An Elder’s Repetition Of Stories

Senior women relaxing in armchairs

By Bradley Yee

Have you recently experienced this scenario –  your elderly loved one is repeating stories over and over.  What does this trigger in you?

Frustration?  Do you attempt to slowly excuse yourself, by trying to slip away from your elderly loved one when the story line is rolling, to preserve your sanity? Do you get so irritated that you have rehearsed in your mind just how to say “You’ve told that story a billion times!”

“Why is this repetitious story telling happening?”, you ask yourself.  You may be guessing that your elderly loved one is experiencing senility.  Maybe just declining mental faculties.  Author David Solie, author of the book How To Say It® to Seniors: Closing the Communication Gap with Our Elders says that the reason for the repetition may not lie in declining mental faculties.  He asserts that “…there may be a reason for the repetition that has nothing to do with mental decline…that repeating that story (is) part of…life-review process.”¹

It is sorting process. Elders are lining up their values.  They are including these values in their stories because they admire and appreciate these values.  It is important to them that they appreciate these values.  When your elderly loved one reminisces about and revisits these values in the stories they often repeat, it helps them sort the values for their own life review.  It forms the building blocks for their legacy. ²

Everyone leaves a legacy

Merriam-Webster offers two definitions of legacy.  The first definition of legacy is: Bequest.  A gift by will especially of money or other personal property.  Merriam-Webster’s second definition is the heart of what we are talking about here.  It’s the part of legacy that will normally last far after any gift of money or personal property.  Here’s that second definition: Something transmitted by or received from an ancestor or predecessor or from the past.  This is where uncovering your elderly loved one’s values come into play.  Their legacy can mightily influence the current generation, and future generations.

Author David Solie explains that we can help elders determine how they will be remembered by taking on the role of a legacy coach.  We start by gaining their trust. It is a process.  It involves patience, active listening, using compassion, and delving deeper to discover components of the elder’s stories to reveal a very personal side of them.  Solie writes that “When this process begins, we need to listen for the values seniors express in almost every conversation.  Those values provide the keys to their unfolding legacy.”³

Practical steps

At an appropriate interval of the oft-repeated story, try interjecting by sharing a comment or reaction, or better yet, asking your elderly loved one meaningful questions.  Asking meaningful questions serves to bring them into dialogue. It acts like a reset button.  Like a reality check.  Your elderly loved one now realizes there is an opportunity to converse – which is the core of social interaction. Social interaction is a reciprocal action.  Entering into dialogue increases social interaction.  When a story drags on and on, attaining that goal becomes more of a challenge because as one is doing all of the talking, there is less interaction.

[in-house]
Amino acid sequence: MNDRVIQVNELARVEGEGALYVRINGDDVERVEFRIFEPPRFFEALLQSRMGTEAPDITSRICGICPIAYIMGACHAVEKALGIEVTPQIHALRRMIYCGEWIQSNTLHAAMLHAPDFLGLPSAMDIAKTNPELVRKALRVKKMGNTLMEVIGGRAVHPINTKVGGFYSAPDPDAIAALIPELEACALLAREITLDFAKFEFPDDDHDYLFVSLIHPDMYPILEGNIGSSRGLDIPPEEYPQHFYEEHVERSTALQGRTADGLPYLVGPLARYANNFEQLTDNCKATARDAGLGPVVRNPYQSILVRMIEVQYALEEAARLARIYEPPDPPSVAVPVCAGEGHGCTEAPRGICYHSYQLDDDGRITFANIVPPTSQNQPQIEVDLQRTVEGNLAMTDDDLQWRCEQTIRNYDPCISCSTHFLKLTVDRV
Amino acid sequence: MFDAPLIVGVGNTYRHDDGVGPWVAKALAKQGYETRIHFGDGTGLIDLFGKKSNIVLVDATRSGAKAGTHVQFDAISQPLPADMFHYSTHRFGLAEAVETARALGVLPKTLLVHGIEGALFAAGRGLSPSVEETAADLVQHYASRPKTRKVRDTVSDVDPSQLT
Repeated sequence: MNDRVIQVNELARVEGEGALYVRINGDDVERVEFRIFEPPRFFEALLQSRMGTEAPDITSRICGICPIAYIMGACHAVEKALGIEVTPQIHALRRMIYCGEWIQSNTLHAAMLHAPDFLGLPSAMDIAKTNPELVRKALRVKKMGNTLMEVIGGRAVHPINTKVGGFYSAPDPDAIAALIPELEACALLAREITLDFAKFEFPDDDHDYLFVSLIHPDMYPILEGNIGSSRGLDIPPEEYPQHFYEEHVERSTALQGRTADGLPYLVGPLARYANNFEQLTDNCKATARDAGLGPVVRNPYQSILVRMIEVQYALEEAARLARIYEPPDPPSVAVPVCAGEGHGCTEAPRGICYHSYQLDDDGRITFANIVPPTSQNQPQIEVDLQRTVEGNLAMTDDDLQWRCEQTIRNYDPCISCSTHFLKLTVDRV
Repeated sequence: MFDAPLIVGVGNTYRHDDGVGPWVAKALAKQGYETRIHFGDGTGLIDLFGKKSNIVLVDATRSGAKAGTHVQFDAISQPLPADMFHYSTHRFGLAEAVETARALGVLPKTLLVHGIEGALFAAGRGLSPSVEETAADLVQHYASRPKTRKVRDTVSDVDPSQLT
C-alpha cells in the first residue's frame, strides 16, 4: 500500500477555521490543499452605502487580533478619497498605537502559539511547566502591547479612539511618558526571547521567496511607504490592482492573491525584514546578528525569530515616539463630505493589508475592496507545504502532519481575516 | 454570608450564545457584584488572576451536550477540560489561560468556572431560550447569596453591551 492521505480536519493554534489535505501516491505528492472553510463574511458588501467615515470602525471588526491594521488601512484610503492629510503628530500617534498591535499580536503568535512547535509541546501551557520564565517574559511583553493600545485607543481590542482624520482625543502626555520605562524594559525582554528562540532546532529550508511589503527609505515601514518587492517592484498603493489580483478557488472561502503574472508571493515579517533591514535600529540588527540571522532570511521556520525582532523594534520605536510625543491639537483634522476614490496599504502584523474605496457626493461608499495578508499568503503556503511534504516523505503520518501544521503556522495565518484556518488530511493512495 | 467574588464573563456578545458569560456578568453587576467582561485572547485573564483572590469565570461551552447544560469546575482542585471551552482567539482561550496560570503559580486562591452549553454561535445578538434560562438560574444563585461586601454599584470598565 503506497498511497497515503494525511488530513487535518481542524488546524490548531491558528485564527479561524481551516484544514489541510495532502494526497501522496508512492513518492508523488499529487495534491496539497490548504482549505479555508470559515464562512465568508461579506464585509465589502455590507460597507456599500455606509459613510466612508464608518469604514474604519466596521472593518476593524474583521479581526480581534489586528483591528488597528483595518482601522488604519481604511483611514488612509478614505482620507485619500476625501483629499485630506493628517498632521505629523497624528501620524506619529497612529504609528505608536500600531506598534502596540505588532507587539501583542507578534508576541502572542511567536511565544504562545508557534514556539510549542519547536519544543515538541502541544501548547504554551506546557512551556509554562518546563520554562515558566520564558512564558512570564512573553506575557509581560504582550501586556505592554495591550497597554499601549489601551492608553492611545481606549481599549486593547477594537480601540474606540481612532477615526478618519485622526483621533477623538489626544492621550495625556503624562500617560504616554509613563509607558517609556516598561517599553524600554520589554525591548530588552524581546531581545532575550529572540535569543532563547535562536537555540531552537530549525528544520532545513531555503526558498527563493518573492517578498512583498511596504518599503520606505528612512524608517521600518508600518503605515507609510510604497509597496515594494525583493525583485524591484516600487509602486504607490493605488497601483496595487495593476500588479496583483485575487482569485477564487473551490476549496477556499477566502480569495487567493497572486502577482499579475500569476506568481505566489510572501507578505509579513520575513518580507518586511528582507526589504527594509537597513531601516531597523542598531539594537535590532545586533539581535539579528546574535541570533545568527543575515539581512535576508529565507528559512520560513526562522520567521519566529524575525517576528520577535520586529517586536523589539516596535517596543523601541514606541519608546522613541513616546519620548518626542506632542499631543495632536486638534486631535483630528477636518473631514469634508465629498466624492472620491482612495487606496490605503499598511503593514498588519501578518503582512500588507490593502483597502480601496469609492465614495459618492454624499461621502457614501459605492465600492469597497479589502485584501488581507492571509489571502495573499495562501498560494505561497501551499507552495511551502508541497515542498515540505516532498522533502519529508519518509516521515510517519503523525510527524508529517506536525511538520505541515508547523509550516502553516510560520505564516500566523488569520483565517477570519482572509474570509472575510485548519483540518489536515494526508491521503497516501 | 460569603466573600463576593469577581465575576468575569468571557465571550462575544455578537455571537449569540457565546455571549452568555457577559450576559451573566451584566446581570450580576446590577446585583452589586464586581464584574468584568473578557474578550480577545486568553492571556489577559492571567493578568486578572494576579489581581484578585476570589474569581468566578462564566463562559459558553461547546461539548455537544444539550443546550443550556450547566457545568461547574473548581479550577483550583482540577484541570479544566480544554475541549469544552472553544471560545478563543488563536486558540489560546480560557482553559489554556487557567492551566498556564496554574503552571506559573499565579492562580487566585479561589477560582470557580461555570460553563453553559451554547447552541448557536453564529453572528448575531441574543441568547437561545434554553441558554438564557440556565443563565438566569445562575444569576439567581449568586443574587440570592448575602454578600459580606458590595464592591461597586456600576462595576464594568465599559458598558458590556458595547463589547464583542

Prepare for these repetition of stories.  Think through appropriate comments, reactions and meaningful questions ahead of time.  Time your comment, reaction or meaningful questions, at an opportune moment, when you hear a value surface in the story.  This helps the elder sort out just what they truly value in their story, and likely the value(s) they want to be remembered for.

The Key: Open-ended questions

Once you have discovered the values that your elderly loved one shares in their oft-repeated stories, it’s the open-ended questions that will really uncover what they would want to be remembered by.  Begin slowly and with general questions and then work your way to specific open-ended questions which reveal their values.  Open-ended questions require your loved one to answer with more than just one word answers.  It requires them to reflect.  Ask them to give context to their answers.  Keep the conversation positive, never trying to discount, shame, or disrespect their personal history.  Respect their dignity.  The process will reap huge personal discovery and you’ll be able to help them develop their legacy in which many will cherish both now and in years to come.

Help if you need it

Christian Love Home Care is a licensed Home Care Organization, offering non-medical in-home assistance.  Our Home Care Aides would love the opportunity to hear your elderly loved one’s oft-told stories.  They are compassionate, patient, and can help your loved one discover their values and therefore form their legacy.  Please contact us if we may be of service to you:  Tel: 805-238-3500 email: bradleyy@christianlovehomecare.com

Sources

Solie, David, M.S., P.A. (2004) How To Say It® to Seniors: Closing the Communication Gap with Our Elders.  New York, NY.  Prentice Hall Press.

Merriam-Webster online dictionary.  Definition of legacy.  Available here: https://www.merriam-webster.com/dictionary/legacy

Footnotes

¹Solie, David, M.S., P.A. (2004) How To Say It® to Seniors: Closing the Communication Gap with Our Elders.  New York, NY.  Prentice Hall Press.  Page 72

²ibid., page 74

³ibid., page 157

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